Magazine article Clinical Psychiatry News

Peer Support Works for Traumatized Firefighters. (Interventions Not Always Necessary)

Magazine article Clinical Psychiatry News

Peer Support Works for Traumatized Firefighters. (Interventions Not Always Necessary)

Article excerpt

BALTIMORE -- When firefighters experience a traumatic event, most cope with their emotions by talking with their colleagues, Roderick Orner said at the annual meeting of the International Society for Traumatic Stress Studies.

They do not need treatment, medication, or therapy. They have their own intuitive and highly effective coping strategies. Instead, peer support is the cornerstone of early intervention for firefighters and other emergency workers," Mr. Orner said.

"Maybe we should ask those who have had trauma if they need help and what that help should be," suggested Mr. Orner, a consultant clinical psychologist with the Lincolnshire Partnership of the National Health Service Trust in Lincoln, England.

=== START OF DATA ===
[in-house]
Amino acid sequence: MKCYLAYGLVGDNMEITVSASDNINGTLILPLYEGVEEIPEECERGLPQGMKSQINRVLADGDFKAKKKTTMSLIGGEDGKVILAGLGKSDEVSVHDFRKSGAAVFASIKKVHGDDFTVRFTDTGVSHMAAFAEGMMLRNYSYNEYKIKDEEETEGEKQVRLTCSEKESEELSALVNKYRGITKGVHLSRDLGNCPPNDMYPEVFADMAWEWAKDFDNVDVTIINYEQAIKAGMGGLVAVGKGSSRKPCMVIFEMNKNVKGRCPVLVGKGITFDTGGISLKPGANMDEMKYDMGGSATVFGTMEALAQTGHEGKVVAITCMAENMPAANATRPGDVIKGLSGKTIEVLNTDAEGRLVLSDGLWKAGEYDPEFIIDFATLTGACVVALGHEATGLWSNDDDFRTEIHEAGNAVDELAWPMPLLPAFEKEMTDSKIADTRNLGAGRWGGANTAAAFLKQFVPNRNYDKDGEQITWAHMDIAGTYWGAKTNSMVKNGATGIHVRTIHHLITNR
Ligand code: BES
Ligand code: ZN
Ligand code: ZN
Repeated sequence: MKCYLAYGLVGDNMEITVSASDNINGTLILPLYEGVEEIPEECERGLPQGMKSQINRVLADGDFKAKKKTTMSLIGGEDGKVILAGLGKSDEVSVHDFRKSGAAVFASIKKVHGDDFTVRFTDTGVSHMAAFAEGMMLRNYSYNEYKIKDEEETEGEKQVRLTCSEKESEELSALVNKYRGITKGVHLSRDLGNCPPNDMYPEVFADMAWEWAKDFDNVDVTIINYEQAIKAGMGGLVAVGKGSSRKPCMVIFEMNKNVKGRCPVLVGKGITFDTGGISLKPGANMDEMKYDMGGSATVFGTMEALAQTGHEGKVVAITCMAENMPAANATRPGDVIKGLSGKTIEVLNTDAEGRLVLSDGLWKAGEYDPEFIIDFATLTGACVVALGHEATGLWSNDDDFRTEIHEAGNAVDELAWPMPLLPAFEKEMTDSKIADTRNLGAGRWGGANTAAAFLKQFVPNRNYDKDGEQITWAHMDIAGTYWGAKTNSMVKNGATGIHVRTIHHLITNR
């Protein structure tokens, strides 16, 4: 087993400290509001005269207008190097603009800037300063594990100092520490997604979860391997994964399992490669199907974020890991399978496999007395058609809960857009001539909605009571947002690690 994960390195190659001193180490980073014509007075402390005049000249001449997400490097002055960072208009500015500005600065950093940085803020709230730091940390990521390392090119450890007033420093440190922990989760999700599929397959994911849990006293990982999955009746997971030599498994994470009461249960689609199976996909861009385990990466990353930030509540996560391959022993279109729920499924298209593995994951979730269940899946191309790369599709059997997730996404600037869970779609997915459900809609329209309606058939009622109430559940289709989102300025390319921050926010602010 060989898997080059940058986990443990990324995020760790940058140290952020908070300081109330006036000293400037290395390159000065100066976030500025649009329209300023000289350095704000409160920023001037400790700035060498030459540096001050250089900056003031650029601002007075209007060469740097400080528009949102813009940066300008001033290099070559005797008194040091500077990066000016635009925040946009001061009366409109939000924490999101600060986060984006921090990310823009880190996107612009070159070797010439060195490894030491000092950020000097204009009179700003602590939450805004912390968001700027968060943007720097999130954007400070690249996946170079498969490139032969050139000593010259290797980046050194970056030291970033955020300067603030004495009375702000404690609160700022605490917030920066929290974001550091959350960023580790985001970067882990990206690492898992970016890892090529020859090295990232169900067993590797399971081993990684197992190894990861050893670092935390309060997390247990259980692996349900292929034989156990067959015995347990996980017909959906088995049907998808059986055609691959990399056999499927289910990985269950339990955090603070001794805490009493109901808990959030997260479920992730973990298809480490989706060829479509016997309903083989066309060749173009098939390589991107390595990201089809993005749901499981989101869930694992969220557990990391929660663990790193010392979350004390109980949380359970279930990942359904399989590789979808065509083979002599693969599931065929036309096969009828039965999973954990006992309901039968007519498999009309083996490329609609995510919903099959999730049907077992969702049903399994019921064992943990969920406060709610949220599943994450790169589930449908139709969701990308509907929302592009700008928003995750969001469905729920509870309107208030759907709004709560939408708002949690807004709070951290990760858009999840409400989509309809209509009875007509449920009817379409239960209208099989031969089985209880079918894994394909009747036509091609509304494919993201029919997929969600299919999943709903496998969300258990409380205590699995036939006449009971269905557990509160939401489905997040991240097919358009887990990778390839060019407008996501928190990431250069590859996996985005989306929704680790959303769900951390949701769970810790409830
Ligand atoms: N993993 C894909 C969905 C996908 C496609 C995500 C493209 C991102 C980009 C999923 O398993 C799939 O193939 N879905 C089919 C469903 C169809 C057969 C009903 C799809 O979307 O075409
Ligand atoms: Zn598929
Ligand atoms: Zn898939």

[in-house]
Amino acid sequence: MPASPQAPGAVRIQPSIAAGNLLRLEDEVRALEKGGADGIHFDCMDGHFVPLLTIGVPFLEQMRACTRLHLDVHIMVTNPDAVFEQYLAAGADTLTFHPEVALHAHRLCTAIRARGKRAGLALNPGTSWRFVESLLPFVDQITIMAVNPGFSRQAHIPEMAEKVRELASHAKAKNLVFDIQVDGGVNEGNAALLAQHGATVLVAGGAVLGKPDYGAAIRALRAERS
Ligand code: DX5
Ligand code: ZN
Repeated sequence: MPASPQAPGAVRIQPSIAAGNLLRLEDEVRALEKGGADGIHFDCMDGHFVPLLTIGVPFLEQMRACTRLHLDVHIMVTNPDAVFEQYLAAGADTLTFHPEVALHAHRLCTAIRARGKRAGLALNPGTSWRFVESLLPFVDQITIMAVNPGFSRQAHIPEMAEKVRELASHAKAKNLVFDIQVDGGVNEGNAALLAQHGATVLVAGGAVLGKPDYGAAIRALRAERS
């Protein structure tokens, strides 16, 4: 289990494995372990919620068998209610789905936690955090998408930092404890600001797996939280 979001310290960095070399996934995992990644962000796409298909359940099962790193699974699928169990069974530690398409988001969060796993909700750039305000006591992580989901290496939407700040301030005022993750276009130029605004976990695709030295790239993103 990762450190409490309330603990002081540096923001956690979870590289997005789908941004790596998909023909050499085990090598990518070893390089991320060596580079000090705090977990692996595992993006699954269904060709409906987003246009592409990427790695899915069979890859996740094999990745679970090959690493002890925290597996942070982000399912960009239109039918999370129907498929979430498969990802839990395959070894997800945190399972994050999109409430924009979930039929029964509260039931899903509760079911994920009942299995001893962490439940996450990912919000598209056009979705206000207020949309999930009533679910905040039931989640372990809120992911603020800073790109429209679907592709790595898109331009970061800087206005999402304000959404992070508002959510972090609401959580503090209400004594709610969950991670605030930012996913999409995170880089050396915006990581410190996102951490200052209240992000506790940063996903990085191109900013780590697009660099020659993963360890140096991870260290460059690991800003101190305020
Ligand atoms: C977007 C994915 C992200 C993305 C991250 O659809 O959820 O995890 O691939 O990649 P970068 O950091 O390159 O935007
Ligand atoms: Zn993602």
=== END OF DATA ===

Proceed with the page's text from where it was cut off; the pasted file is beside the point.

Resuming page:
Mr. Orner based his recommendations on his findings from two survey questionnaires completed by 217 emergency services workers in England. The emergency workers included firefighters, police, and ambulance drivers as well as social and health care workers.

All the emergency workers were asked to recall the worst event they had ever witnessed on the job and then to rate its emotional intensity. One hundred and fifty-eight (72.8%) described the distress they felt at the time of the index event as "marked or overwhelming. …

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